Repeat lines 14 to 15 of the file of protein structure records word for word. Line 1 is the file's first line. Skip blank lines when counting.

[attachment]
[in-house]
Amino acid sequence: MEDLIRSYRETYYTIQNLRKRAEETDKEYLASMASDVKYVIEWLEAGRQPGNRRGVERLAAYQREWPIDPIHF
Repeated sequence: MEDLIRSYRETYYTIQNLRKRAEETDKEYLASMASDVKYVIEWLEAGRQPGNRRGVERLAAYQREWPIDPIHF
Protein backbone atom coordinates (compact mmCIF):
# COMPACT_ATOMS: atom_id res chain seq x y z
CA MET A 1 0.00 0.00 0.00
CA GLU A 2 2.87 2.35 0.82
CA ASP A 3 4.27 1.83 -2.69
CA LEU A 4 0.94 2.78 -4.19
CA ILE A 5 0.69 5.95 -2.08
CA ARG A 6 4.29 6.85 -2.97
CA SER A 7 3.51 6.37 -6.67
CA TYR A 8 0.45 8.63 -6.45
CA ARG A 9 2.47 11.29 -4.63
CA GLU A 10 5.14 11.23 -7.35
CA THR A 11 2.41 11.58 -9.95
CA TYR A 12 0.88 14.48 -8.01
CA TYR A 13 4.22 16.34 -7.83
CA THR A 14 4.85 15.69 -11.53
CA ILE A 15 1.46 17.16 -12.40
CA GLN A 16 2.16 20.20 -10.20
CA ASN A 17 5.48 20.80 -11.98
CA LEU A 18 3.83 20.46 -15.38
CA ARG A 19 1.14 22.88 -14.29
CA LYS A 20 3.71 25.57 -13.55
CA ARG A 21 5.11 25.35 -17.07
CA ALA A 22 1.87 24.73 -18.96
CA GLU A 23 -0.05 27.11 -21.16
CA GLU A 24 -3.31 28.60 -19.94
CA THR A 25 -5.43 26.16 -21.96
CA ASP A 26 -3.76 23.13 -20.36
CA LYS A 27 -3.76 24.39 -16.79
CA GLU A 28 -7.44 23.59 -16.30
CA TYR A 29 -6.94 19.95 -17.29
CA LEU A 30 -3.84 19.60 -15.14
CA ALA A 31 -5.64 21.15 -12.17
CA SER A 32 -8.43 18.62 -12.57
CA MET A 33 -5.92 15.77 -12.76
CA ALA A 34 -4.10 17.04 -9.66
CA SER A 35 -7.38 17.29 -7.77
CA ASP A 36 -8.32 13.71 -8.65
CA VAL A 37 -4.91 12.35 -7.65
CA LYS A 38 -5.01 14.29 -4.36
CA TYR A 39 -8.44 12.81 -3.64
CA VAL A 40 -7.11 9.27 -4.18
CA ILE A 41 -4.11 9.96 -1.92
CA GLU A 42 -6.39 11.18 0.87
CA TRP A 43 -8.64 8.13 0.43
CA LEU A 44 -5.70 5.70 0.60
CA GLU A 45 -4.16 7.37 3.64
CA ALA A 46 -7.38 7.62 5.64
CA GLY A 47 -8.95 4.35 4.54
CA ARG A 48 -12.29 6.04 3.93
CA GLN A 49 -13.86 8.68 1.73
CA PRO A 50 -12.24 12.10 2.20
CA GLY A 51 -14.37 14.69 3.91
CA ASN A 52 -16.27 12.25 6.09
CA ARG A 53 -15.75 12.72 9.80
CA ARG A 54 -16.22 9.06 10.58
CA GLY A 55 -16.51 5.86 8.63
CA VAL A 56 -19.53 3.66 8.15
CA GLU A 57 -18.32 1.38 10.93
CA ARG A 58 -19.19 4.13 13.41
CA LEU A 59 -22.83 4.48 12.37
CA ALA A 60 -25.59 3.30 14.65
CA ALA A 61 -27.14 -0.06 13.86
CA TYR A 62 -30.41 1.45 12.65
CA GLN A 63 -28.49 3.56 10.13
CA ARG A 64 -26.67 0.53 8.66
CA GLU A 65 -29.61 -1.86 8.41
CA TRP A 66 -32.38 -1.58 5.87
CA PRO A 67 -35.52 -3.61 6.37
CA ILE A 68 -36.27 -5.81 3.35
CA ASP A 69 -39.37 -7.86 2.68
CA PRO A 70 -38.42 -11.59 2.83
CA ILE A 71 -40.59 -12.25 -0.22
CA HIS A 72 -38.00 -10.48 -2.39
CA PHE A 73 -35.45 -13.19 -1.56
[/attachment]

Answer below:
CA ARG A 9 2.47 11.29 -4.63
CA GLU A 10 5.14 11.23 -7.35